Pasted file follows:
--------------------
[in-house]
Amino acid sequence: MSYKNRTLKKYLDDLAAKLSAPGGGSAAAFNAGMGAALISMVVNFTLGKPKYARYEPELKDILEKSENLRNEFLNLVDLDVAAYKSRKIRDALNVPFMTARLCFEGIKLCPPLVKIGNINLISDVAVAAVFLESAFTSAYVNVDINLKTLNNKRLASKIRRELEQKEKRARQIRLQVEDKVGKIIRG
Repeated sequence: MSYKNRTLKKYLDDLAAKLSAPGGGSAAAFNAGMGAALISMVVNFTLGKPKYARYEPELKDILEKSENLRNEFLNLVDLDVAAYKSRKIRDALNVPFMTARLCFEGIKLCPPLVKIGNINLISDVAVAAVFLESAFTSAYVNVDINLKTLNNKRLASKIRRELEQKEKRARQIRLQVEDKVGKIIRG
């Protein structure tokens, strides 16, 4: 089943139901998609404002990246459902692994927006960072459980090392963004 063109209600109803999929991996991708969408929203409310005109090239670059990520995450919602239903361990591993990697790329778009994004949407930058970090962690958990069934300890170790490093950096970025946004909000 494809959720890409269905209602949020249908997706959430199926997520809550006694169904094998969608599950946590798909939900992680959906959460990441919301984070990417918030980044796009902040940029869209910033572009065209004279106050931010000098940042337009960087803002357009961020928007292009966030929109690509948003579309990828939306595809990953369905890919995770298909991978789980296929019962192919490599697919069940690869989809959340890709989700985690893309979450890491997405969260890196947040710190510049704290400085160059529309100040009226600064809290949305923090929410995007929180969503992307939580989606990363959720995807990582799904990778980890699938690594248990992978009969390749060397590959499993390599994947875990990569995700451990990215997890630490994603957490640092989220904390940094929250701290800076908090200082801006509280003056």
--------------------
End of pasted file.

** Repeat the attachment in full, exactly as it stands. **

[in-house]
Amino acid sequence: MSYKNRTLKKYLDDLAAKLSAPGGGSAAAFNAGMGAALISMVVNFTLGKPKYARYEPELKDILEKSENLRNEFLNLVDLDVAAYKSRKIRDALNVPFMTARLCFEGIKLCPPLVKIGNINLISDVAVAAVFLESAFTSAYVNVDINLKTLNNKRLASKIRRELEQKEKRARQIRLQVEDKVGKIIRG
Repeated sequence: MSYKNRTLKKYLDDLAAKLSAPGGGSAAAFNAGMGAALISMVVNFTLGKPKYARYEPELKDILEKSENLRNEFLNLVDLDVAAYKSRKIRDALNVPFMTARLCFEGIKLCPPLVKIGNINLISDVAVAAVFLESAFTSAYVNVDINLKTLNNKRLASKIRRELEQKEKRARQIRLQVEDKVGKIIRG
């Protein structure tokens, strides 16, 4: 089943139901998609404002990246459902692994927006960072459980090392963004 063109209600109803999929991996991708969408929203409310005109090239670059990520995450919602239903361990591993990697790329778009994004949407930058970090962690958990069934300890170790490093950096970025946004909000 494809959720890409269905209602949020249908997706959430199926997520809550006694169904094998969608599950946590798909939900992680959906959460990441919301984070990417918030980044796009902040940029869209910033572009065209004279106050931010000098940042337009960087803002357009961020928007292009966030929109690509948003579309990828939306595809990953369905890919995770298909991978789980296929019962192919490599697919069940690869989809959340890709989700985690893309979450890491997405969260890196947040710190510049704290400085160059529309100040009226600064809290949305923090929410995007929180969503992307939580989606990363959720995807990582799904990778980890699938690594248990992978009969390749060397590959499993390599994947875990990569995700451990990215997890630490994603957490640092989220904390940094929250701290800076908090200082801006509280003056």